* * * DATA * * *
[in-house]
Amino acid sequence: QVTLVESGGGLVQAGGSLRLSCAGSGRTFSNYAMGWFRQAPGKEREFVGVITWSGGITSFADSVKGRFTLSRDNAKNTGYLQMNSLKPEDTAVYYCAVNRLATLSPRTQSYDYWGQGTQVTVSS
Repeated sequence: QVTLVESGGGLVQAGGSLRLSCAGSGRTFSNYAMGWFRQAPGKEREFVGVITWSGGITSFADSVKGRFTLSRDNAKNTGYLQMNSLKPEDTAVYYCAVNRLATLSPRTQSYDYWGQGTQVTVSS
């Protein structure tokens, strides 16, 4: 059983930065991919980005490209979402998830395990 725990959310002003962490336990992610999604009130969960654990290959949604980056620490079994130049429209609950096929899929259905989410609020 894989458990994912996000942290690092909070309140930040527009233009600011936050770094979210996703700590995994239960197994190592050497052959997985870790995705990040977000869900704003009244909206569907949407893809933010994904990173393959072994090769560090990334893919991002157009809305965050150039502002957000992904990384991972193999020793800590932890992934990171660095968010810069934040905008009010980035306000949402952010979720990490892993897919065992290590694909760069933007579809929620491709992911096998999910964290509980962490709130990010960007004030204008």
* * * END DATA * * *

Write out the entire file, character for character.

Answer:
[in-house]
Amino acid sequence: QVTLVESGGGLVQAGGSLRLSCAGSGRTFSNYAMGWFRQAPGKEREFVGVITWSGGITSFADSVKGRFTLSRDNAKNTGYLQMNSLKPEDTAVYYCAVNRLATLSPRTQSYDYWGQGTQVTVSS
Repeated sequence: QVTLVESGGGLVQAGGSLRLSCAGSGRTFSNYAMGWFRQAPGKEREFVGVITWSGGITSFADSVKGRFTLSRDNAKNTGYLQMNSLKPEDTAVYYCAVNRLATLSPRTQSYDYWGQGTQVTVSS
């Protein structure tokens, strides 16, 4: 059983930065991919980005490209979402998830395990 725990959310002003962490336990992610999604009130969960654990290959949604980056620490079994130049429209609950096929899929259905989410609020 894989458990994912996000942290690092909070309140930040527009233009600011936050770094979210996703700590995994239960197994190592050497052959997985870790995705990040977000869900704003009244909206569907949407893809933010994904990173393959072994090769560090990334893919991002157009809305965050150039502002957000992904990384991972193999020793800590932890992934990171660095968010810069934040905008009010980035306000949402952010979720990490892993897919065992290590694909760069933007579809929620491709992911096998999910964290509980962490709130990010960007004030204008």